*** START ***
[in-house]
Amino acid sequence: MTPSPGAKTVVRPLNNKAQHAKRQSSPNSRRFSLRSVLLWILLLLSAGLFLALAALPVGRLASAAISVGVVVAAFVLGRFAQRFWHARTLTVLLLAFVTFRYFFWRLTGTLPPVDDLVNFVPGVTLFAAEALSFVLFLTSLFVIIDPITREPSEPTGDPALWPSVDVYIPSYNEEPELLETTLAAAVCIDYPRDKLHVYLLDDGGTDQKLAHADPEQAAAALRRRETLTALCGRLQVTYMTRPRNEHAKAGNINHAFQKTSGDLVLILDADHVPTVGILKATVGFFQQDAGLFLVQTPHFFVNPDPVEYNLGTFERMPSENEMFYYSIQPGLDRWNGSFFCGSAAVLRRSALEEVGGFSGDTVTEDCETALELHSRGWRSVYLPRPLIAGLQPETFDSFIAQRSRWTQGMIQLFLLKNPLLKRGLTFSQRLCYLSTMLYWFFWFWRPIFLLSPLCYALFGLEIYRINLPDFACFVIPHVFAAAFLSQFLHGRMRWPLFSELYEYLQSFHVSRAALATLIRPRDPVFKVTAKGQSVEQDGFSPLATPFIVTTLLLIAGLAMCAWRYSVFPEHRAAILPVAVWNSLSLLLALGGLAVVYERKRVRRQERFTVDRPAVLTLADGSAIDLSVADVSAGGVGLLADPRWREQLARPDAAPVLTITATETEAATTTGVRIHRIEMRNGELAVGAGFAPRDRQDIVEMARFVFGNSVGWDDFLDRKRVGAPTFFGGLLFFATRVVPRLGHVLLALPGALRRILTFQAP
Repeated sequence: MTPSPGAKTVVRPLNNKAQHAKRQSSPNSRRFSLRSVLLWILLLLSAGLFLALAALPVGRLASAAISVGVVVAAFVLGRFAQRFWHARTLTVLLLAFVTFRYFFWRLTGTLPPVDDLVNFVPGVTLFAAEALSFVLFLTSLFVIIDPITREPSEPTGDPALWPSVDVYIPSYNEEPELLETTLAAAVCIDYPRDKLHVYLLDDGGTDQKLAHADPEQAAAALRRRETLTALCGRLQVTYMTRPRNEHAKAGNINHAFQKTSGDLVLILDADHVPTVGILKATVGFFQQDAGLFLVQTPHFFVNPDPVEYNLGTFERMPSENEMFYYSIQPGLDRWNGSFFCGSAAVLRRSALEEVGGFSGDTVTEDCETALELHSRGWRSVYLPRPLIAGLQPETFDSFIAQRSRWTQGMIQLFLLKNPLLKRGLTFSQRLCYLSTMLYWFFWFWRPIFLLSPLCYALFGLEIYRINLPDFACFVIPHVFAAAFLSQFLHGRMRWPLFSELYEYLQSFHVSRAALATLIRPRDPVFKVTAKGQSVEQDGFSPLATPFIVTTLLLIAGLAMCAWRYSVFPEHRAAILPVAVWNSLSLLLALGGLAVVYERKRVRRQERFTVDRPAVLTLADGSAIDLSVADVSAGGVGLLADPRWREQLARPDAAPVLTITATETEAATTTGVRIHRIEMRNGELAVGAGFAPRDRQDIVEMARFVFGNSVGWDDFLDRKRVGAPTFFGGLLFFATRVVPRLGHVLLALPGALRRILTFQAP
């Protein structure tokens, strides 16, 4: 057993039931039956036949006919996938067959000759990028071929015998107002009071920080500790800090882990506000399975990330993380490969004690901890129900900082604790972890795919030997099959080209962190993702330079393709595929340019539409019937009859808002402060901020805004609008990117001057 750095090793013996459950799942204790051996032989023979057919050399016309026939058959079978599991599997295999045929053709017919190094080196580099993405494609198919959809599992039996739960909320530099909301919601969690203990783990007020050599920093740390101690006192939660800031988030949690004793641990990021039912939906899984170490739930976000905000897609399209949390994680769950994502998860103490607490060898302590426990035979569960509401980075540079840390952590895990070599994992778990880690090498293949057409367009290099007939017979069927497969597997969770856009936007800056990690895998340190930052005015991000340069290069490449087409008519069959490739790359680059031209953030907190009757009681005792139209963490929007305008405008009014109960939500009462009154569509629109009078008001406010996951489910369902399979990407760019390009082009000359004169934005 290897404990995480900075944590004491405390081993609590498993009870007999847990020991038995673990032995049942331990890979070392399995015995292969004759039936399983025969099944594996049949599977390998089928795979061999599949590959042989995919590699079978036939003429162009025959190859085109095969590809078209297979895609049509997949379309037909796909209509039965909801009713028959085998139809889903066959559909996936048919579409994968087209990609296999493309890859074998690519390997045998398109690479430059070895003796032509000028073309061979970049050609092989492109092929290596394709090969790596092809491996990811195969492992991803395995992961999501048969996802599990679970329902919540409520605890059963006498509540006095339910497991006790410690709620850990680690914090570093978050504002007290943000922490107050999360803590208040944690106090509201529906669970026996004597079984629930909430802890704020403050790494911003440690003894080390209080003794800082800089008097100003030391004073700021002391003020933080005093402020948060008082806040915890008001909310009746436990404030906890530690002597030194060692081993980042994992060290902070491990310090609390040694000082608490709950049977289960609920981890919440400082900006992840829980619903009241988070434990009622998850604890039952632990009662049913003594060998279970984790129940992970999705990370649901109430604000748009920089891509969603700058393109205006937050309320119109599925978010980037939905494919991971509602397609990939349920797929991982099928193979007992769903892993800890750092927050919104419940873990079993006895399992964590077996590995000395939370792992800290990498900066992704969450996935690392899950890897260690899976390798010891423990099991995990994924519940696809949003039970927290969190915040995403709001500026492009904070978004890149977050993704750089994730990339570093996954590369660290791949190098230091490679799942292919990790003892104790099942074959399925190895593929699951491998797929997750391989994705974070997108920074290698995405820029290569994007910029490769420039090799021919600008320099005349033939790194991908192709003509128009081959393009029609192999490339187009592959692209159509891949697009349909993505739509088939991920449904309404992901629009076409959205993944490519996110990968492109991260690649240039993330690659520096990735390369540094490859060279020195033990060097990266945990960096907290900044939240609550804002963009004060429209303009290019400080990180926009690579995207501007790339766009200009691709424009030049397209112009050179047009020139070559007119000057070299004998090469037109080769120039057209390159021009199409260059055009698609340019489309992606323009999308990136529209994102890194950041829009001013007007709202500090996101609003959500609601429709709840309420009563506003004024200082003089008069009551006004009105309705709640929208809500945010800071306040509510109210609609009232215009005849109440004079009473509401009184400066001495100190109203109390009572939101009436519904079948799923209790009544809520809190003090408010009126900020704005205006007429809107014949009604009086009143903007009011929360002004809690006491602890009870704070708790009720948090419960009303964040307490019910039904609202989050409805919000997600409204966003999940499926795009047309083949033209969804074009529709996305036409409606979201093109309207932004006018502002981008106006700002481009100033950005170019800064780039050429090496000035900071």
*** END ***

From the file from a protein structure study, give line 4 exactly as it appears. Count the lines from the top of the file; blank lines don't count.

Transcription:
């Protein structure tokens, strides 16, 4: 057993039931039956036949006919996938067959000759990028071929015998107002009071920080500790800090882990506000399975990330993380490969004690901890129900900082604790972890795919030997099959080209962190993702330079393709595929340019539409019937009859808002402060901020805004609008990117001057 750095090793013996459950799942204790051996032989023979057919050399016309026939058959079978599991599997295999045929053709017919190094080196580099993405494609198919959809599992039996739960909320530099909301919601969690203990783990007020050599920093740390101690006192939660800031988030949690004793641990990021039912939906899984170490739930976000905000897609399209949390994680769950994502998860103490607490060898302590426990035979569960509401980075540079840390952590895990070599994992778990880690090498293949057409367009290099007939017979069927497969597997969770856009936007800056990690895998340190930052005015991000340069290069490449087409008519069959490739790359680059031209953030907190009757009681005792139209963490929007305008405008009014109960939500009462009154569509629109009078008001406010996951489910369902399979990407760019390009082009000359004169934005 290897404990995480900075944590004491405390081993609590498993009870007999847990020991038995673990032995049942331990890979070392399995015995292969004759039936399983025969099944594996049949599977390998089928795979061999599949590959042989995919590699079978036939003429162009025959190859085109095969590809078209297979895609049509997949379309037909796909209509039965909801009713028959085998139809889903066959559909996936048919579409994968087209990609296999493309890859074998690519390997045998398109690479430059070895003796032509000028073309061979970049050609092989492109092929290596394709090969790596092809491996990811195969492992991803395995992961999501048969996802599990679970329902919540409520605890059963006498509540006095339910497991006790410690709620850990680690914090570093978050504002007290943000922490107050999360803590208040944690106090509201529906669970026996004597079984629930909430802890704020403050790494911003440690003894080390209080003794800082800089008097100003030391004073700021002391003020933080005093402020948060008082806040915890008001909310009746436990404030906890530690002597030194060692081993980042994992060290902070491990310090609390040694000082608490709950049977289960609920981890919440400082900006992840829980619903009241988070434990009622998850604890039952632990009662049913003594060998279970984790129940992970999705990370649901109430604000748009920089891509969603700058393109205006937050309320119109599925978010980037939905494919991971509602397609990939349920797929991982099928193979007992769903892993800890750092927050919104419940873990079993006895399992964590077996590995000395939370792992800290990498900066992704969450996935690392899950890897260690899976390798010891423990099991995990994924519940696809949003039970927290969190915040995403709001500026492009904070978004890149977050993704750089994730990339570093996954590369660290791949190098230091490679799942292919990790003892104790099942074959399925190895593929699951491998797929997750391989994705974070997108920074290698995405820029290569994007910029490769420039090799021919600008320099005349033939790194991908192709003509128009081959393009029609192999490339187009592959692209159509891949697009349909993505739509088939991920449904309404992901629009076409959205993944490519996110990968492109991260690649240039993330690659520096990735390369540094490859060279020195033990060097990266945990960096907290900044939240609550804002963009004060429209303009290019400080990180926009690579995207501007790339766009200009691709424009030049397209112009050179047009020139070559007119000057070299004998090469037109080769120039057209390159021009199409260059055009698609340019489309992606323009999308990136529209994102890194950041829009001013007007709202500090996101609003959500609601429709709840309420009563506003004024200082003089008069009551006004009105309705709640929208809500945010800071306040509510109210609609009232215009005849109440004079009473509401009184400066001495100190109203109390009572939101009436519904079948799923209790009544809520809190003090408010009126900020704005205006007429809107014949009604009086009143903007009011929360002004809690006491602890009870704070708790009720948090419960009303964040307490019910039904609202989050409805919000997600409204966003999940499926795009047309083949033209969804074009529709996305036409409606979201093109309207932004006018502002981008106006700002481009100033950005170019800064780039050429090496000035900071």